That Powers article is fascinating, and well worth the time it took. I read it online, and even though it's way too long to read online, I kept going and keenly felt the limitations of screen as I read about them. The nervousness of reading online, as he puts it. Thanks for that link.

Three paragraphs stood out for me, and I paste them here without further comment:

In this case “container” has a different meaning from the one discussed above in relation to media theory. Here it refers to the subjects’ sense that a magazine holds information rather than projecting it outward. It’s the same reason we say we saw something “in” a magazine, but “on” television. To discover the contents of a magazine, you have to go inside and look around. But you stay outside a television, sitting and watching as it displays its wares.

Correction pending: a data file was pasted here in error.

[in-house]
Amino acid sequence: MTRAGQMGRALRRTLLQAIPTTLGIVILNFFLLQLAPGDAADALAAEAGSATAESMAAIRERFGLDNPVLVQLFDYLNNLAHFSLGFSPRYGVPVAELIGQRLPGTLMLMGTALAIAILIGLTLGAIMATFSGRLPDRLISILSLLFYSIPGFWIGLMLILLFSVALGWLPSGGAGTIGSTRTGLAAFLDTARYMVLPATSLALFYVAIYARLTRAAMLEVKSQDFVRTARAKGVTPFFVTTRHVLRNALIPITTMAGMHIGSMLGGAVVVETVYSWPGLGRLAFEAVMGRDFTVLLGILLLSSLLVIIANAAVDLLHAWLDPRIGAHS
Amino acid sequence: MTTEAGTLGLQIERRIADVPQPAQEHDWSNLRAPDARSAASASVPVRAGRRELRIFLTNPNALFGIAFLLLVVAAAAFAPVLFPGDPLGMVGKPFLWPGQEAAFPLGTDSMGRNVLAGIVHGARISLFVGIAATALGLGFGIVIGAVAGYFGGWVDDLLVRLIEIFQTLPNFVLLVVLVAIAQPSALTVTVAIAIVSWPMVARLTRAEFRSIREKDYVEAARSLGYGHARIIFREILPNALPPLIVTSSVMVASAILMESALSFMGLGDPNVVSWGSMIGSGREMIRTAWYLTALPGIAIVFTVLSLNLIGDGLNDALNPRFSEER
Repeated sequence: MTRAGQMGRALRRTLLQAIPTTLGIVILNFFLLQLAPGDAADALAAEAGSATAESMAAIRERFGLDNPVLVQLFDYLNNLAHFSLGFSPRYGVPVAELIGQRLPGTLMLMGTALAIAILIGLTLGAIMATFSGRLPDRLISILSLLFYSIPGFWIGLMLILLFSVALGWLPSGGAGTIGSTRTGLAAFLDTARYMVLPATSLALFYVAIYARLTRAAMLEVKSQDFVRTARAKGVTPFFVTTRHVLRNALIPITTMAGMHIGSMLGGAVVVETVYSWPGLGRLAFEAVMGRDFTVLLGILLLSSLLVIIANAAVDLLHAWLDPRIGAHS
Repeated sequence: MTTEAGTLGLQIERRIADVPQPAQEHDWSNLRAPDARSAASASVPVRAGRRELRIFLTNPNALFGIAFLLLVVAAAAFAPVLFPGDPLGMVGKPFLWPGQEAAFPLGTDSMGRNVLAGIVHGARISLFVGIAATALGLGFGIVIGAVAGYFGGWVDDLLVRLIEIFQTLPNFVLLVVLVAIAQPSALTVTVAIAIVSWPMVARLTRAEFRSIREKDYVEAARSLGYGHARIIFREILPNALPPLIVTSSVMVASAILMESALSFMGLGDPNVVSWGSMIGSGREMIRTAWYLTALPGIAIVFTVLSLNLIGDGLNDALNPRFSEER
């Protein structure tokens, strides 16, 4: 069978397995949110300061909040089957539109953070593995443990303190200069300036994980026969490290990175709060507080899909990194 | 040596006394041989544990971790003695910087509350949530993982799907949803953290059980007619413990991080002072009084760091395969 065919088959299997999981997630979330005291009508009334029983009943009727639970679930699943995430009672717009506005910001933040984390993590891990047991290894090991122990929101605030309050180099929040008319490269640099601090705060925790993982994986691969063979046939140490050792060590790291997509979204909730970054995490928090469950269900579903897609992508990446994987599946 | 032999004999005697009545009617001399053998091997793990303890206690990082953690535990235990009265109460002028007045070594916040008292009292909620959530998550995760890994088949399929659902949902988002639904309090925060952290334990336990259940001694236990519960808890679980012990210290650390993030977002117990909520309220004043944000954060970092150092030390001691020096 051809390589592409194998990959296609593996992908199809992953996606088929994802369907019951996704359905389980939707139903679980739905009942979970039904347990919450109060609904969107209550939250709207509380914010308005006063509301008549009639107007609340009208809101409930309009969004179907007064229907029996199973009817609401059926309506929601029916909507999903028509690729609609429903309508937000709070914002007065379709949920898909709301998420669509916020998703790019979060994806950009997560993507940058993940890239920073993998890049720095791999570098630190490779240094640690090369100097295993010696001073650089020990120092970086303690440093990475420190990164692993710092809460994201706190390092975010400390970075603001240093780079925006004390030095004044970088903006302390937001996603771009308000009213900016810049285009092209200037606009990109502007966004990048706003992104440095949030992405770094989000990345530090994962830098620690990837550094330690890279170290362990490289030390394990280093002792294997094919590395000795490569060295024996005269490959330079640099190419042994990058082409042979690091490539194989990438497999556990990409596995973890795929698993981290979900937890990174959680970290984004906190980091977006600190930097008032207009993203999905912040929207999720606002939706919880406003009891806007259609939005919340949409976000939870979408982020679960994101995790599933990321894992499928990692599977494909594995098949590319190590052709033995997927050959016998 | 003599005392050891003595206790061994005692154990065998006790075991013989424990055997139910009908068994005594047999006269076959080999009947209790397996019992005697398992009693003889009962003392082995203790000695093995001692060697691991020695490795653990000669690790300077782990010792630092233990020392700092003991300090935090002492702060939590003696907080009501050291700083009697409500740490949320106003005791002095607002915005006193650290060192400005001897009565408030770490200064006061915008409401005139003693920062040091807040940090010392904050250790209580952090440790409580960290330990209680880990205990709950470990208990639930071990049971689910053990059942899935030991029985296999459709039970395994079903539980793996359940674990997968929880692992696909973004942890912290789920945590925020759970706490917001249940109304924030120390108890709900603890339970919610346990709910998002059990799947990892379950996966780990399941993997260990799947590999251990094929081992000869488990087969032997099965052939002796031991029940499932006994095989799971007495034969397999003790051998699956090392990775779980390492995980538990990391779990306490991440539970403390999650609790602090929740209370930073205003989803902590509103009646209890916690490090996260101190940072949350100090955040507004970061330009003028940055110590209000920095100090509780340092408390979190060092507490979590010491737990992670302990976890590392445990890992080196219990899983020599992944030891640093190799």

Paper’s slogan could be, “Just this one thing.” Precisely by being finite, it imposes order on the vastness of the information universe. Anything printed on paper is a selection, a standalone packet of ideas pulled out of the macrocosm – not just information but implicitly someone’s idea of knowledge. In a relentlessly networked world, the fact that a physical library cannot contain everything becomes an advantage. As John Seely Brown and Paul Duguid write in their book The Social Life of Information, “it has become increasingly clear that libraries are less ‘collections,’ than useful selections that gain usefulness from what they exclude as much as what they hold.”

E-books have not taken off for a number of reasons. Most have used LCD displays, the same technology behind today’s computer and cellphone screens. Unlike paper, which reflects light, LCDs emit light, which makes them hard on the eyes and therefore the mind. “One of the main jobs of the brain is to decide what not to pay attention to,” explains James L. McQuivey, a technology analyst who follows e-books and e-paper for Forrester Research in Boston. “One of the problems with direct light is it’s constantly asking for attention, and your brain gets tricked by it into constantly focusing, not only visually but emotionally.”

Pete said...